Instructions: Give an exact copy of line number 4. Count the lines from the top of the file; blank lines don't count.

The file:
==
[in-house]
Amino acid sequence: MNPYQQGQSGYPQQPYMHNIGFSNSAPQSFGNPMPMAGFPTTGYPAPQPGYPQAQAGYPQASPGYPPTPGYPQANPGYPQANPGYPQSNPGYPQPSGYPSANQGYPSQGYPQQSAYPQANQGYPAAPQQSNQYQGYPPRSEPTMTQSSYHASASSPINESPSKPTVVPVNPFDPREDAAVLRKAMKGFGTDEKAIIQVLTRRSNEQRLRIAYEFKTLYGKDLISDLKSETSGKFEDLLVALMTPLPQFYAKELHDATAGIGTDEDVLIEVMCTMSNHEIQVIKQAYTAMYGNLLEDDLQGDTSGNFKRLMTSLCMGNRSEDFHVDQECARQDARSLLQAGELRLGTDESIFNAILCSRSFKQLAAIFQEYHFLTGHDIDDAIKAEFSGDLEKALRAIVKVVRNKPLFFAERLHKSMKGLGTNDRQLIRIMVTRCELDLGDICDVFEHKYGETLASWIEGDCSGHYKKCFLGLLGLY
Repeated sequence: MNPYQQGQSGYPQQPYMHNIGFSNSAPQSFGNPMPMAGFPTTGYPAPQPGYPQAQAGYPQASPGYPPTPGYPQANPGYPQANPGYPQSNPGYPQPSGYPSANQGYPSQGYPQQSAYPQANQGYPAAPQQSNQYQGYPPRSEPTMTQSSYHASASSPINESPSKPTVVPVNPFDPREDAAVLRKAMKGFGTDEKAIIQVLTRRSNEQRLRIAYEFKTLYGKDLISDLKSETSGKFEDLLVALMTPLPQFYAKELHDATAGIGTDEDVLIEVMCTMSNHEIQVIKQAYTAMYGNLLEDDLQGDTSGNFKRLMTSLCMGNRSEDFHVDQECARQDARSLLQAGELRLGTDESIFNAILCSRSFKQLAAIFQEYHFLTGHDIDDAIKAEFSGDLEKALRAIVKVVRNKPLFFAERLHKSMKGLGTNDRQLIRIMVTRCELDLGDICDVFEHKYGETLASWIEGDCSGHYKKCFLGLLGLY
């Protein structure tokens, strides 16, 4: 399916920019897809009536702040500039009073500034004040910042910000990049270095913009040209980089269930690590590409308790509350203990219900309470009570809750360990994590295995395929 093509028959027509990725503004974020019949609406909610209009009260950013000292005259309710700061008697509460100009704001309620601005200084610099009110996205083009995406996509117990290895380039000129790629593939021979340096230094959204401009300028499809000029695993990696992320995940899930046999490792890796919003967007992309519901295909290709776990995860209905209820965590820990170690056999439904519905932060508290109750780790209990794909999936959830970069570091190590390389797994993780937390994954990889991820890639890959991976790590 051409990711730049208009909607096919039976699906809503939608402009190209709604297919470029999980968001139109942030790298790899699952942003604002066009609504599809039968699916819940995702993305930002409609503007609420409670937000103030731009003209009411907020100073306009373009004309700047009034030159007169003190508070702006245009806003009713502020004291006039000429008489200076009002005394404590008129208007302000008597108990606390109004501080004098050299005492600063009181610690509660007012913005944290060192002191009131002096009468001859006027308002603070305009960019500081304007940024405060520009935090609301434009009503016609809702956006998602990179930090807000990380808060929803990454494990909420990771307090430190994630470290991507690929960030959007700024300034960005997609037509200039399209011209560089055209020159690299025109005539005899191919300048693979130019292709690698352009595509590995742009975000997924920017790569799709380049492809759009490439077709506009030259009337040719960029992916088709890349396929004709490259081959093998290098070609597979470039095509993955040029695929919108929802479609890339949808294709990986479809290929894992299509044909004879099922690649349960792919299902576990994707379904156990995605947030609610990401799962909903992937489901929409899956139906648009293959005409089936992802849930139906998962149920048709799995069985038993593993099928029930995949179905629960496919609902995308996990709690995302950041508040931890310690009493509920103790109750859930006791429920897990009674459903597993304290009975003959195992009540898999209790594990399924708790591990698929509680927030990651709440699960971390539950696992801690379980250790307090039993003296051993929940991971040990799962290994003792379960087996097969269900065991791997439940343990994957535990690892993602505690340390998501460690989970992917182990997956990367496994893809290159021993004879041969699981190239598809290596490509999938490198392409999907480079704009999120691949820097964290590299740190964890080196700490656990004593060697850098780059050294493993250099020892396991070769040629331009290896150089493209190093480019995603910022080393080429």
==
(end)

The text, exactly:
């Protein structure tokens, strides 16, 4: 399916920019897809009536702040500039009073500034004040910042910000990049270095913009040209980089269930690590590409308790509350203990219900309470009570809750360990994590295995395929 093509028959027509990725503004974020019949609406909610209009009260950013000292005259309710700061008697509460100009704001309620601005200084610099009110996205083009995406996509117990290895380039000129790629593939021979340096230094959204401009300028499809000029695993990696992320995940899930046999490792890796919003967007992309519901295909290709776990995860209905209820965590820990170690056999439904519905932060508290109750780790209990794909999936959830970069570091190590390389797994993780937390994954990889991820890639890959991976790590 051409990711730049208009909607096919039976699906809503939608402009190209709604297919470029999980968001139109942030790298790899699952942003604002066009609504599809039968699916819940995702993305930002409609503007609420409670937000103030731009003209009411907020100073306009373009004309700047009034030159007169003190508070702006245009806003009713502020004291006039000429008489200076009002005394404590008129208007302000008597108990606390109004501080004098050299005492600063009181610690509660007012913005944290060192002191009131002096009468001859006027308002603070305009960019500081304007940024405060520009935090609301434009009503016609809702956006998602990179930090807000990380808060929803990454494990909420990771307090430190994630470290991507690929960030959007700024300034960005997609037509200039399209011209560089055209020159690299025109005539005899191919300048693979130019292709690698352009595509590995742009975000997924920017790569799709380049492809759009490439077709506009030259009337040719960029992916088709890349396929004709490259081959093998290098070609597979470039095509993955040029695929919108929802479609890339949808294709990986479809290929894992299509044909004879099922690649349960792919299902576990994707379904156990995605947030609610990401799962909903992937489901929409899956139906648009293959005409089936992802849930139906998962149920048709799995069985038993593993099928029930995949179905629960496919609902995308996990709690995302950041508040931890310690009493509920103790109750859930006791429920897990009674459903597993304290009975003959195992009540898999209790594990399924708790591990698929509680927030990651709440699960971390539950696992801690379980250790307090039993003296051993929940991971040990799962290994003792379960087996097969269900065991791997439940343990994957535990690892993602505690340390998501460690989970992917182990997956990367496994893809290159021993004879041969699981190239598809290596490509999938490198392409999907480079704009999120691949820097964290590299740190964890080196700490656990004593060697850098780059050294493993250099020892396991070769040629331009290896150089493209190093480019995603910022080393080429």